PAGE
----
2014 Fall TV Pre-Review

We interrupt this (surprisingly successful) experiment in linking movie reviews with a discussion of the upcoming fall TV season. (I also apologize for the extremely late nature of this post. But, late or not, post it I shall!)

I admit, my TV viewing habits have dropped off dramatically. (Fatherhood, natch.) I looked back over last year’s post, and realized how many things I said I’d watch, and I never watched. (Sorry, Sleepy Hollow. I promise to think about catching up later.) So, this time I’m not going to track down previews. I’m just winging it, old-school!

Hat tip to the Internet for the show descriptions. (I honestly can’t remember where I pulled them. Please don’t sue me, Internet.)

A to Z
Premieres: Thursday, Oct. 2 at 9/8c

A student of the How I Met Your Mother school of television, A to Z is a romantic comedy that chronicles a relationship from beginning to end, à la 500 Days of Summer. (I think HIMYM was true lighting-in-a-bottle TV. Any attempt to recapture that magic is likely doomed.)

The Affair
Premieres: Sunday, Oct. 12 at 10/9c

Told from alternating male and female perspectives, The Affair examines the emotional and psychological effects of infidelity on two different marriages. (Downer alert. Do not sign me up.)

Bad Judge
Premieres: Thursday, Oct. 2 at 9/8c

This single-camera comedy stars Kate Walsh (Private Practice, Fargo) as Rebecca Wright, one of L.A.’s most respected criminal court judges. (What is the sound of no hands clapping? Cancellation. That’s what… Who am I kidding? This’ll probably be the next The Good Wife, another show I don’t watch.)

Premieres: Wednesday, Sep. 24 at 9/8c

Created by and starring comedian Anthony Anderson, Black-ish explores one man’s efforts to establish a cultural identity for his family after he discovers his children don’t have one. (They get points for attacking a relevant social issue. And there’s Laurence Fishburne, too! A definite maybe.)

Premieres: Friday, Oct. 24 at 10/9c

One of many comic book adaptations this season, Constantine is based on the DC Comics series Hellblazer. Welsh actor Matt Ryan stars as the titular John Constantine, a seasoned demon hunter and master of the occult who abandoned his campaign against evil after failing to save a young girl’s soul from hell. (I liked the Keanu film. I plan to try this one on for size based on that alone. Could be a nice pairing with Grimm.)

Premieres: Friday, Oct. 10 at 8/7c

Loosely based on comedienne Cristela Alonzo’s life and stand-up routine, this family sitcom opens as the title character enters her sixth year of law school and takes on an unpaid internship at a law firm where she’s frequently mistaken for the help. (Hmmm. Racial issues central to a sit-com. I sense a Theme of the Season coming…)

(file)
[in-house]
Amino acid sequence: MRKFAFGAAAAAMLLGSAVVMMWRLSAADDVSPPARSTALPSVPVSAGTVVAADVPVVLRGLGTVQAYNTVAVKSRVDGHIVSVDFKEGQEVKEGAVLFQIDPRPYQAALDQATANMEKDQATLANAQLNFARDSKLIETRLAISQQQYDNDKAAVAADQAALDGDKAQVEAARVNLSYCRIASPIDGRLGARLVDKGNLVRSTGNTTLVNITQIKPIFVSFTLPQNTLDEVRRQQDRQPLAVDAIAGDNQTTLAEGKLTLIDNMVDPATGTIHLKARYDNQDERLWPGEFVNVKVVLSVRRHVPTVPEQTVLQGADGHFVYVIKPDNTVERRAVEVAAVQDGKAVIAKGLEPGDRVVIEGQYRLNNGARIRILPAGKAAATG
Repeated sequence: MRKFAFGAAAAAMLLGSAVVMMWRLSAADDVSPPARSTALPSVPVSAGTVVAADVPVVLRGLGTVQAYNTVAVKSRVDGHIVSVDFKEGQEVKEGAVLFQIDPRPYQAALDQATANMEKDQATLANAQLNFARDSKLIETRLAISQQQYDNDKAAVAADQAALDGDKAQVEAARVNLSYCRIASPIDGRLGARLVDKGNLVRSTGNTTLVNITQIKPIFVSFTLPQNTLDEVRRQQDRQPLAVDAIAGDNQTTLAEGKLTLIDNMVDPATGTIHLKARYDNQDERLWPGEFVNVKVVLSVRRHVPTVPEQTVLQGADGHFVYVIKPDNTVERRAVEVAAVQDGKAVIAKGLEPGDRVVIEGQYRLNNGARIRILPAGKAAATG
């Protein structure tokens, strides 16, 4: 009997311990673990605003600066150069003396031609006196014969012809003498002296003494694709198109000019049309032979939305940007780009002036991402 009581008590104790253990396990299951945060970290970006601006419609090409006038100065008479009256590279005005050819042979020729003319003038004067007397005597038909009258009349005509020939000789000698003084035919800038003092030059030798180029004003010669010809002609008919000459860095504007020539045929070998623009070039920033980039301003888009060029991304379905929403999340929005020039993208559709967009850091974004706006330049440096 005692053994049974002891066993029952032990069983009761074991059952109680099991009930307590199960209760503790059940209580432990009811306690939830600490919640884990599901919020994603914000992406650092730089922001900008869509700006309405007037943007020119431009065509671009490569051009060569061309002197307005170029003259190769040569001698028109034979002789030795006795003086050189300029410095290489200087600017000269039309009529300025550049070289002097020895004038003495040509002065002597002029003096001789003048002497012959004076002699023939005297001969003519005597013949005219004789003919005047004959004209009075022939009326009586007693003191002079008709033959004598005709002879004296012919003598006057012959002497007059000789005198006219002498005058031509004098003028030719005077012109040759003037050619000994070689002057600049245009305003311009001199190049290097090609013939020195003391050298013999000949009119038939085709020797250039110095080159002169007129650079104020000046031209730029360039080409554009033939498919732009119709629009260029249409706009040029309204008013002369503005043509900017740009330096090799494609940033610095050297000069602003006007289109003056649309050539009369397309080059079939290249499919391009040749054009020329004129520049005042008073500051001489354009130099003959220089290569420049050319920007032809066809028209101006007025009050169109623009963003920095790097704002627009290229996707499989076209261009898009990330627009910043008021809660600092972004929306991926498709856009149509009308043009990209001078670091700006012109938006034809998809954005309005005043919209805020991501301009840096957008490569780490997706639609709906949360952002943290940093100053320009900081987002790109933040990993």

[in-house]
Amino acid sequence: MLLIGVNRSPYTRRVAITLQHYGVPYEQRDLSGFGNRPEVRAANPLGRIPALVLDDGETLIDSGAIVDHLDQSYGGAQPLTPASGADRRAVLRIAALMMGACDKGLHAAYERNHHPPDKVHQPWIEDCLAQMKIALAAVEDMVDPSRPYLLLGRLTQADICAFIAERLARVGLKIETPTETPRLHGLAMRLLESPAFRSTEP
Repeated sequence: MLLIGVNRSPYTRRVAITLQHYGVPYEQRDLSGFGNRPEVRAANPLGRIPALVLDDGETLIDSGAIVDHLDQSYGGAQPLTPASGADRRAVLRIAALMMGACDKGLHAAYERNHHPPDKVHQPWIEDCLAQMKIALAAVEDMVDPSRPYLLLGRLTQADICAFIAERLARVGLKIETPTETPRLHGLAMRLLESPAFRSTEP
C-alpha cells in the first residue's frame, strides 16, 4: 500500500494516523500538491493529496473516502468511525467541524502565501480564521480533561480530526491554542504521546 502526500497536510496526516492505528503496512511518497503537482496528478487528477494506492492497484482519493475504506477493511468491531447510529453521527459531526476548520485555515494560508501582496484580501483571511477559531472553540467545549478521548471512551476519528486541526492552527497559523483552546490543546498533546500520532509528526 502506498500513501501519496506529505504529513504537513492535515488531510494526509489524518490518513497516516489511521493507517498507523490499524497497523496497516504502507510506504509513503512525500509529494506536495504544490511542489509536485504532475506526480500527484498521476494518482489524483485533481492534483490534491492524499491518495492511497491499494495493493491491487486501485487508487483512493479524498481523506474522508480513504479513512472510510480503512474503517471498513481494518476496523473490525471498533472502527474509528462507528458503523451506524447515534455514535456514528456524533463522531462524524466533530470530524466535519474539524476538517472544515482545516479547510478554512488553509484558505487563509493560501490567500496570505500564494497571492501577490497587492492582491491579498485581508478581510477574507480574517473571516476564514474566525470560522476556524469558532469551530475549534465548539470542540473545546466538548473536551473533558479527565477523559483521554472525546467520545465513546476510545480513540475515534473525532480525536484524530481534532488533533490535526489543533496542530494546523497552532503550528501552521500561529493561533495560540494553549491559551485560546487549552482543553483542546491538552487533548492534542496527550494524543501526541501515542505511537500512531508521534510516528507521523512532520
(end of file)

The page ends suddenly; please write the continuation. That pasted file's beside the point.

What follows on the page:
The Flash
Premieres: Tuesday, Oct. 7 at 8/7c

The CW’s highly anticipated Arrow spin-off stars Grant Gustin as Barry Allen, who becomes the fastest man alive, aka The Flash, after an explosion at the S.T.A.R. Labs particle accelerator bestows him with superhuman speed. (This is one of the few I’ve seen a trailer for. Looks cute, but largely disposable.)

Premieres: Monday, Sep. 22 at 10/9c

Ioan Gruffudd stars as New York City medical examiner Henry Morgan, who harbors an unusual secret —he can’t die. (I like Gruffudd, and the premise is interesting. I’m worried that the balance of case-of-the-week procedurals won’t mesh well with mythology-building-backstory. But never say never, right?)

Premieres: Monday, Sep. 22 at 8/7c

Described as the origin story of future Gotham police commissioner Jim Gordon, Gotham is Fox’s effort to get in on TV’s comic-book craze. (This is probably my favorite of the new shows, at least based on some of the footage I’ve seen. As long as it feels mythic as opposed to soapy, I think it could be awesome.)

Premieres: Thursday, Oct. 2 at 9/8c

When a young boy is found dead on an idyllic beach, a major police investigation gets underway in the small California seaside town where the tragedy occurred. (For people who weren’t depressed enough by The Killing (or Twin Peaks, for that matter). I expect I’ll watch the pilot. The tone will determine my level of interest. Good cast, though.)

Premieres: Tuesday, Sep. 30 at 11/10c

MTV’s newest scripted teen drama exposes the soapy inner workings of one of the country’s most popular theme parks, revealing the less-than-magical reality of what goes on behind the scenes. (This actually looks interesting… except for those three little letters: MTV. Can they produce content relevant to a 46-year-old? I mean, now that Death Valley is gone.)

How to Get Away With Murder
Premieres: Thursday, Sep. 25 at 10/9c

Shonda Rhimes continues her push toward world domination with this legal thriller, which stars Viola Davis as a serious-as-the-death-penalty law school professor whose attractive students vie for her approval and a desk at her prestigious law firm. (I respect Rhimes and do not begrudge her success. But, man, I don’t like her shows.)

BBC America
Premieres: Saturday, Aug. 23 at 9/8c

Based on Michael Marshall Smith’s 2007 book The Intruders, BBC America’s newest series stars Doctor Who’s John Simm as Jack Whelan, a former Los Angeles cop who has relocated with his wife (Mira Sorvino) to the Pacific Northwest in search of a quieter life. (Interesting. Another vague homage to Twin Peaks… Maybe that’s the Theme of the Season!)

Jane The Virgin
Premieres: Monday, Oct. 13 at 9/8c

Come on, it’s all right there in the title: Gina Rodriguez stars as a young woman named Jane, and Jane is a virgin! (I’m going to assume this skews too young for me.)

Premieres: Wednesday, Oct. 8 at 9/8c